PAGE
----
Christmas Tree Hunting + Classic Vanilla Marshmallows

Christmas Tree Hunting + Classic Vanilla Marshmallows

Last weekend we braved the snow and the cold and headed out west to find a Christmas tree with my family. I haven’t gone tree hunting in many, many years, so I was really looking forward to it. And, it did not disappoint. It was so much fun, despite the cold. And, after we all found our perfect tree, we made a fire, sharpened some twigs and roasted some homemade marshmallows to make s’mores. It was a wonderful way to kick off the Christmas season.

Christmas Tree Hunting + Classic Vanilla Marshmallows

One day I want to get a tree like this. I think it would be adorably hilarious. It just looks so whimsical. :) But, since this was the first time we’d gotten a tree as a family we needed to find the classic “perfect” tree. So the boys went on a search and when they found it, Max helped his Daddy cut it down.

Christmas Tree Hunting + Classic Vanilla Marshmallows

I didn’t get any pics of the s’mores fun because I was too busy roasting marshmallows and making sure my baby girl didn’t make a dash for the fire. But they were delicious and I love how the homemade marshmallows caramalize over the fire – so much better than store-bought I tell you!

When we got home, we turned on the christmas tunes, poured some eggnog and decorated the tree. Now all that’s left is to bake some gingerbread cookies to hang on the tree. It’s officially Christmas at my house!

Christmas Tree Hunting + Classic Vanilla Marshmallows

I just had to share this marshmallow recipe with you. It is a crowd pleaser. I made both chocolate and vanilla marshmallows, and these vanilla marshmallows won, hands down. They are great for roasting, melting on top of hot chocolate (I like to cut up any scraps and turn them into mini marshmallows!), given as gifts, or used in your favourite Christmas recipe that calls for marshmallows.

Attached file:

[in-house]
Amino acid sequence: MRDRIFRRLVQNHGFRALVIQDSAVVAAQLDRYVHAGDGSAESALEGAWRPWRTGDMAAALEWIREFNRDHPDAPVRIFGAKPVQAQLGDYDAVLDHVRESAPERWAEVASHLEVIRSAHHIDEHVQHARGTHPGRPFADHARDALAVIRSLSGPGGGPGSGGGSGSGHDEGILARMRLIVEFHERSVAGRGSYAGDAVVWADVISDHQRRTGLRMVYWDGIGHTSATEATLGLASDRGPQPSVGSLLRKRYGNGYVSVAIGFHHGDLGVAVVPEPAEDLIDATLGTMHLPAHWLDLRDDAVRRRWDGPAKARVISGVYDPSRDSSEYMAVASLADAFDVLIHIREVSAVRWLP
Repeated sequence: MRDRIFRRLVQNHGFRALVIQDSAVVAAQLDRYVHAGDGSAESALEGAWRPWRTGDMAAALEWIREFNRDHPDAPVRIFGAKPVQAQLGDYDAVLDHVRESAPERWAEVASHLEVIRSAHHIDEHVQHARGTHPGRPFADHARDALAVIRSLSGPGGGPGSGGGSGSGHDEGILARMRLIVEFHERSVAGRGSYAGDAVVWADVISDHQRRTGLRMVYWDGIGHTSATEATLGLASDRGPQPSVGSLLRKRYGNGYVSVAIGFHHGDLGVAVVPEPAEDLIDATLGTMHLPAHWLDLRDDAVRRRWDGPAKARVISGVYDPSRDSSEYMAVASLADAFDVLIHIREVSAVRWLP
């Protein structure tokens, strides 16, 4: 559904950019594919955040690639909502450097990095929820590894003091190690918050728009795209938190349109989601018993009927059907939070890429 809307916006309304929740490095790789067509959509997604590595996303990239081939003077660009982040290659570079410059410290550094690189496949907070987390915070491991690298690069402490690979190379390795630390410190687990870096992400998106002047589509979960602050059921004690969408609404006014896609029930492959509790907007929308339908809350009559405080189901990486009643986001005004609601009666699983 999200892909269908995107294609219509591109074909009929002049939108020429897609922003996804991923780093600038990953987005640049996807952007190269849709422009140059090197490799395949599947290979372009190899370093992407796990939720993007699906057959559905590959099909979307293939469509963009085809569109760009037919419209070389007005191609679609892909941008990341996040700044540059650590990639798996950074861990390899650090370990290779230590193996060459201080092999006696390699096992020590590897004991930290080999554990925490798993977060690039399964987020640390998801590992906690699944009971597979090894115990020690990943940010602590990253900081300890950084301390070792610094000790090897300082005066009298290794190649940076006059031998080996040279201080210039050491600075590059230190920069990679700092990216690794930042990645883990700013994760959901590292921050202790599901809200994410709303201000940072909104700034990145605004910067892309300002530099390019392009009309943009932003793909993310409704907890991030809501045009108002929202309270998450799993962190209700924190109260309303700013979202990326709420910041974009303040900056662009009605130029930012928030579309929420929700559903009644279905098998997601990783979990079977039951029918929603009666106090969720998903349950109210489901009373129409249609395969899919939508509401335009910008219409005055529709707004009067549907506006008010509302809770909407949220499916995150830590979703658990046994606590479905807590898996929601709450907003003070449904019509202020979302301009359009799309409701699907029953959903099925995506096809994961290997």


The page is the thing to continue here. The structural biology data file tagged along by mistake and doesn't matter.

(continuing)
They are also pretty much foolproof. My candy thermometer crapped out on me while I was making these marshmallows so I ended up cooking the sugar syrup far past the soft ball stage, and they still turned out fabulously soft and chewy. Although, there were strands of hard sugar stuck on the whisk, and the occasional sugary crunch in a marshmallow. Oops! But, that is to say, don’t be intimidated by making marshmallows, it’s easy peasy and not nearly so stressful as you might think. And if you don’t have a candy thermometer, not to worry, I’ve got instructions for that too.

I’d love to know, how are you kicking of this holiday season?

classic vanilla marshmallows

Classic Vanilla Marshmallows
 
Makes: approximately 24
Ingredients
  • 4 envelopes unflavoured gelatin
  • 3 cups sugar
  • 1¼ cups light corn syrup
  • ¼ teaspoon salt
  • 1½ cups cold water, divided
  • 1 tablespoon pure vanilla extract
  • icing (confectioners) sugar
Instructions
  1. Lightly grease a 9×13 baking dish, line with parchment, and grease again; set aside.
  2. Place sugar, corn syrup, salt, and ¾ cup water in a medium-sized saucepan. Bring to a boil, stirring to dissolve sugar. Cook, without stirring, until mixture registers 240ºF on a candy thermometer (the soft-ball stage*).
  3. Meanwhile, put remaining ¾ cup water into the bowl of an electric mixer; sprinkle with gelatin. Let soften 5 minutes.
  4. Using whisk attachment, gradually beat hot syrup into gelatin mixture, on low-speed. Slowly raise the speed to high as it thickens (you don’t want it to splash all over). Continue beating until mixture is very stiff (about 12 minutes). Beat in vanilla. Using a greased spatula, scrape mixture into prepared baking dish, smoothing the top. Let sit, uncovered, until firm (about 3 hours).
  5. Spread some icing sugar onto a work surface. Unmold the marshmallow onto the sugar; remove parchment. Lightly brush a sharp knife with oil or more icing sugar. Cut marshmallow into 2-inch squares (or use a cookie cutter to make desired shapes). Roll each marshmallow in additional icing sugar, to coat, shaking off excess. Store marshmallows in an airtight container. Freeze for longer storage
  6. *If you don’t have a candy thermometer you can test the sugar syrup for the soft-ball stage. To do this, drop a small amount of syrup into a bowl of cold water, it should form into a ball, when you remove the ball from the water it should flatten out naturally in your hand. This is when you know it’s done and should remove the sugar syrup from the heat.

Adapted from Martha Stewart.